3 Ways to Make Cultural Onboarding a Top Priority
During the last few years, the emphasis on improving and enhancing the candidate experience has taken center stage for the talent acquisition function. Ensuring talent communities are communicated to regularly and engaging candidates through meaningful interactions has been a top priority for organizations. And rightfully so. Candidates must feel nurtured and invested in as they make the decision to actively seek employment at your company. But as so many talent acquisition professionals know, it does not—and should not—stop there. Remember, candidates have invested in your organizational culture before accepting a formal offer, so they will be looking at how it plays out in their first days as a new employee.
Supporting this idea, Forbes cited a recent study from the Academy of Management Journal that the first 90 days are crucial for new employees. Specifically, “When support levels were high from the team and leaders, new hires often had more positive attitudes about their job and worked harder. When support and direction were not offered, the inverse occurred, leading to unhappy and unproductive employees who didn’t make it much further than four months,”. So what does this mean in terms of onboarding new employees? How can you effectively help new hires feel positive about their decision to join your company? And how do you begin to make cultural onboarding a priority? Here are three key ways you can start:
- Differentiate between onboarding and orientation
Most companies are pretty good at hosting new hire orientations where benefits are reviewed, codes of conduct are presented, and basic tools such as phones, computers and office supplies are ordered or confirmed. But for many new employees, this is where the efforts stop. While processing paperwork and completing trainings and checklists for new hires is essential, it does not offer new employees a springboard for forming relationships within your organization or deliver on the promise of your organizational culture.
True cultural onboarding involves making sure new employees see your culture in action. Introduce seasoned employees who live out your cultural brand and can offer the information needed for new hires to be effective in their jobs. Formally take new employees through your employee value proposition (EVP) and identify the accepted practices of your organization, division or business unit in which they now belong.
- Develop mentoring programs and identify cultural ambassadors
Another way to help enculturate employees is to develop formal mentoring programs, where new employees are assigned to partner with one or more tenured peers. Some organizations choose to create mentoring programs where a newer employee is assigned to a team of mentors from various tenures and job roles. At a minimum, new employees should be assigned one point person to whom they can ask questions, raise concerns or simply exchange information with. Organizations may also want to call upon cultural ambassadors to meet periodically with new hires and share stories of what great looks like in the organization. However it looks, make sure you effectively communicate the rational facts related to your organizational structure, hierarchy and processes as well as the emotional truths that reveal the underlying beliefs of your organization.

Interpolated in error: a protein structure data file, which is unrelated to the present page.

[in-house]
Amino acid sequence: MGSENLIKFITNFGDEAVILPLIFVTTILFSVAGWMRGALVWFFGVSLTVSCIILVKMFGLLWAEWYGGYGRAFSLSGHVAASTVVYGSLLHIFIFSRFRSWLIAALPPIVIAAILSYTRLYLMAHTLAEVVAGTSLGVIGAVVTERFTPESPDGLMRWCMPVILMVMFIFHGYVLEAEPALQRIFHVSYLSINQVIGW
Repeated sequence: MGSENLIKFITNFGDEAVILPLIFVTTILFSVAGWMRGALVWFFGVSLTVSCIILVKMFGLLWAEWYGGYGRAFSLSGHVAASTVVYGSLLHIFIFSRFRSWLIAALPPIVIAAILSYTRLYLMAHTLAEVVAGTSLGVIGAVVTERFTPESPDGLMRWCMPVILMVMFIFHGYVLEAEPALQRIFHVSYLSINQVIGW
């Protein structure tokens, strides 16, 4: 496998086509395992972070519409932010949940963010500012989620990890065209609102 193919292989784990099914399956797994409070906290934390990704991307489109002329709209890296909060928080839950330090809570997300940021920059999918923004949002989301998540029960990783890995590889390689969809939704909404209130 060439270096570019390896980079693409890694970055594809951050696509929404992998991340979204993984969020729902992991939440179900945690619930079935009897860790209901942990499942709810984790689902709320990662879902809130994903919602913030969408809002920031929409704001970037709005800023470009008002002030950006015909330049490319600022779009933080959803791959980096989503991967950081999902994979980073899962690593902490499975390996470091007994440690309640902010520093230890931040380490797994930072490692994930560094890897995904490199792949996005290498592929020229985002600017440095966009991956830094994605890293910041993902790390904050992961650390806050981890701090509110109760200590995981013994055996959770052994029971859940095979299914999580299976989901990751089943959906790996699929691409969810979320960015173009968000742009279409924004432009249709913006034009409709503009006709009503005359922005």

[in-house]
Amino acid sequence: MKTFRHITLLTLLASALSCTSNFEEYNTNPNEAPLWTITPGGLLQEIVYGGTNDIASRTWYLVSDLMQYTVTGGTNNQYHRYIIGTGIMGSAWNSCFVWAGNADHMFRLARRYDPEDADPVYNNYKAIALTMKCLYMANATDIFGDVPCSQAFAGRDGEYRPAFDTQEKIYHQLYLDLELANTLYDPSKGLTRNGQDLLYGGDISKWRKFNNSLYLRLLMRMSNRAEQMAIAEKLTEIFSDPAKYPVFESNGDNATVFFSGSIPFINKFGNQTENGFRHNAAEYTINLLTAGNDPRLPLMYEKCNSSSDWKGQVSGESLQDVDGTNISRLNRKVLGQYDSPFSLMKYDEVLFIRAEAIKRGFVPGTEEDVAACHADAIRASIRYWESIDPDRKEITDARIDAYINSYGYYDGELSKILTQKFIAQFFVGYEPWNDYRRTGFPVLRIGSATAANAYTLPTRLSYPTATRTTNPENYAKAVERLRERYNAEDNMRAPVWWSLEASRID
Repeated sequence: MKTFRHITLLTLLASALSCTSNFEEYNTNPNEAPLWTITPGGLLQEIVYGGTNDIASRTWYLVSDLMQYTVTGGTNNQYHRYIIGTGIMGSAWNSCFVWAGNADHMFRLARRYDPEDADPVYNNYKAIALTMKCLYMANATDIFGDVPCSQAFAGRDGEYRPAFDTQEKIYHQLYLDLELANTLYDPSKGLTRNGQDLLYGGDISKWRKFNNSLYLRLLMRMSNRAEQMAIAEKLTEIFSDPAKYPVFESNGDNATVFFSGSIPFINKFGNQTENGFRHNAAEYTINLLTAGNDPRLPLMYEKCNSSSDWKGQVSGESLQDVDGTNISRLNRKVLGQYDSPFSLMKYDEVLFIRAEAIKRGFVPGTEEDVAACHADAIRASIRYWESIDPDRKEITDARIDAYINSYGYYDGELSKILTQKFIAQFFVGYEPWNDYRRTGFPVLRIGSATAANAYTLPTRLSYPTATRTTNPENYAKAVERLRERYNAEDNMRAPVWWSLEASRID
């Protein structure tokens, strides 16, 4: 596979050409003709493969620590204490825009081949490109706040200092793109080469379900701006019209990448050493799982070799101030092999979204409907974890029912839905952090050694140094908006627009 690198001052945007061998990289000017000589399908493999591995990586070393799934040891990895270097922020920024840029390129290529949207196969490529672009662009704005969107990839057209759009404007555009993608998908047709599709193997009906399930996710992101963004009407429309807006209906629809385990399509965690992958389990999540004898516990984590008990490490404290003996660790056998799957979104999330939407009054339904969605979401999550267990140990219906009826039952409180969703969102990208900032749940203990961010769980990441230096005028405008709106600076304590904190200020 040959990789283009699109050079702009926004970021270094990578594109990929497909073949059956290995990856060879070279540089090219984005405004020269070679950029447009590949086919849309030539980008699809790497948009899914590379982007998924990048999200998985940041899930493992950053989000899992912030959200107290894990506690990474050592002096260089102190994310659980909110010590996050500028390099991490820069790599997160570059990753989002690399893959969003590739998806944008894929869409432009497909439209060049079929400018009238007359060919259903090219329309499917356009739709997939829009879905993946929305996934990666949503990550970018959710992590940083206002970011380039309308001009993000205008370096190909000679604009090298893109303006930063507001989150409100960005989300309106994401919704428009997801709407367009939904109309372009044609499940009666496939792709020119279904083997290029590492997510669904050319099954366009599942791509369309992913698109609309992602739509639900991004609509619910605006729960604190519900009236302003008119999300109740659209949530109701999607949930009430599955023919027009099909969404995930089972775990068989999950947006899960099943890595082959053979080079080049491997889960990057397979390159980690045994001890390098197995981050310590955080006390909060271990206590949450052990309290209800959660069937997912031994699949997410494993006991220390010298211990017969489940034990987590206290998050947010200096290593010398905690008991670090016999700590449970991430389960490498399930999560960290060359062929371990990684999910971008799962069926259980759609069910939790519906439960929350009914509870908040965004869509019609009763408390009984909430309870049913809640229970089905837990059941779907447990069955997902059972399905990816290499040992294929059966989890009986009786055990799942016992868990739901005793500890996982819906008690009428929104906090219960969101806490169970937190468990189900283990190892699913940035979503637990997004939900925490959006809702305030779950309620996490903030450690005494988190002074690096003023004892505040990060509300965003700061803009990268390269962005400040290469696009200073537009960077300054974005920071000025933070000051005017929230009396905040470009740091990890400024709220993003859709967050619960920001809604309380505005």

- Gather ongoing feedback from new hires
In addition to creating opportunities that enhance the cultural onboarding process of new employees, another practice you may want to consider is surveying new hires at specific intervals to better understand their initial experiences. Determine whether your organizational culture was a prominent part of their onboarding and identify ways to make your structured onboarding process even more effective. Check in with these employees on a regular basis during their first year and incorporate their feedback to help make cultural onboarding a core component of your new hire program. Remember, the goal is to ensure your new employees feel valued, and are not only receiving the training they need to do their job, but are truly understanding how to operate within the framework of your organization.
Invest for the future
Wherever your organization stands in bringing new employees into the fold—regardless of how effective you are in executing on your process—the importance of successful cultural onboarding can’t be overlooked. In fact, the potential consequences that an effective, or ineffective, onboarding process can have on new employees, their retention in the organization, and ultimately, their performance, should provide the justification for you to consider examining the ways that your organization can make cultural onboarding a priority starting now. After all, when new hires recognize they are a priority to you today, you create the opportunity to build long-term productivity and retention in your company for the future.